Harvard professor Latanya Sweeney has put together a report saying that Google is racially discriminating with some of its ads. Google, of course, says this is not the case.
Still, it’s an interesting, if incomplete study. Here’s the abstract:
A Google search for a person’s name, such as “Trevon Jones”, may yield a personalized ad for public records about Trevon that may be neutral, such as “Looking for Trevon Jones? …” or may be suggestive of an arrest record, such as “Trevon Jones, Arrested?…”. This writing investigates the delivery of these kinds of ads by Google AdSense using a sample of racially associated names and finds statistically significant discrimination in ad delivery based on searches of 2184 racially associated personal names across two websites. First names, previously identified by others as being assigned at birth to more black or white babies, are found predictive of race (88% black, 96% white), and those assigned primarily to black babies, such as DeShawn, Darnell and Jermaine, generated ads suggestive of an arrest in 81 to 86% of name searches on one website and 92 to 95 percent on the other, while those assigned at birth primarily to whites, such as Geoffrey, Jill and Emma, generated more neutral copy: the word “arrest” appeared in 23 to 29 percent of name searches on one site and 0 to 60 percent on the other.
On the more ad trafficked website, a black-identifying name was 25% more likely to get an ad suggestive of an arrest record. A few names did not follow these patterns: Dustin, a name predominantly given to white babies, generated an ad suggestive of arrest 81 and 100 percent of the time. All Ads return results for actual individuals and ads appear regardless of whether the name has an arrest record in the company’s database. Notwithstanding these findings, the company maintains Google received the same ad text for groups of last names (not first names), raising questions as to whether Google’s advertising technology exposes racial bias in society and how ad and search technology can develop to assure racial fairness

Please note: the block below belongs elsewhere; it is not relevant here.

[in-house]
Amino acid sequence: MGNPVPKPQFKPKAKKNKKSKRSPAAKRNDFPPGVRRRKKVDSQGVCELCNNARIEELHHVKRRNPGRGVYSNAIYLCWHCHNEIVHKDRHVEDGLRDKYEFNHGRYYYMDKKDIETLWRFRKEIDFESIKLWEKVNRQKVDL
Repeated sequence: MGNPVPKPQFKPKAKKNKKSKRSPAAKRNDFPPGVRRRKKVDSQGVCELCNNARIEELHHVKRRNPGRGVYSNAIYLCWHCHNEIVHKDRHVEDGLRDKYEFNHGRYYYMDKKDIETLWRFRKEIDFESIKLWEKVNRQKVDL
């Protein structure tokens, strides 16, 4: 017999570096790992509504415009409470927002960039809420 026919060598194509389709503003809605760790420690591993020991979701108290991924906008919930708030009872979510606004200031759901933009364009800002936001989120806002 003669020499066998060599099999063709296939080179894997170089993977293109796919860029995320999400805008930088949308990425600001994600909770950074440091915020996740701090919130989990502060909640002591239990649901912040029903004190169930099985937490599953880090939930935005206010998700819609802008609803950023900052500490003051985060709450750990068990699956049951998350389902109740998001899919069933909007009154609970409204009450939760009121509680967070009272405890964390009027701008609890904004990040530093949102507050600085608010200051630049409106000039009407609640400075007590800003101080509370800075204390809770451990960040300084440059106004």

It goes pretty in depth. You can read the full report here (pdf).
The Huffington Post picked up the story, and shares a statement from a Google spokesperson:
“AdWords does not conduct any racial profiling,” the spokesman wrote in an email. “We also have an ‘anti’ and violence policy which states that we will not allow ads that advocate against an organization, person or group of people. It is up to individual advertisers to decide which keywords they want to choose to trigger their ads.”
Sweeney acknowledges in the report that the study ultimately raises more questions than it answers, and says that the paper is just a start, and that more research is needed. However, after all of her research, she concludes the paper saying, “There is discrimination in delivery of these ads.”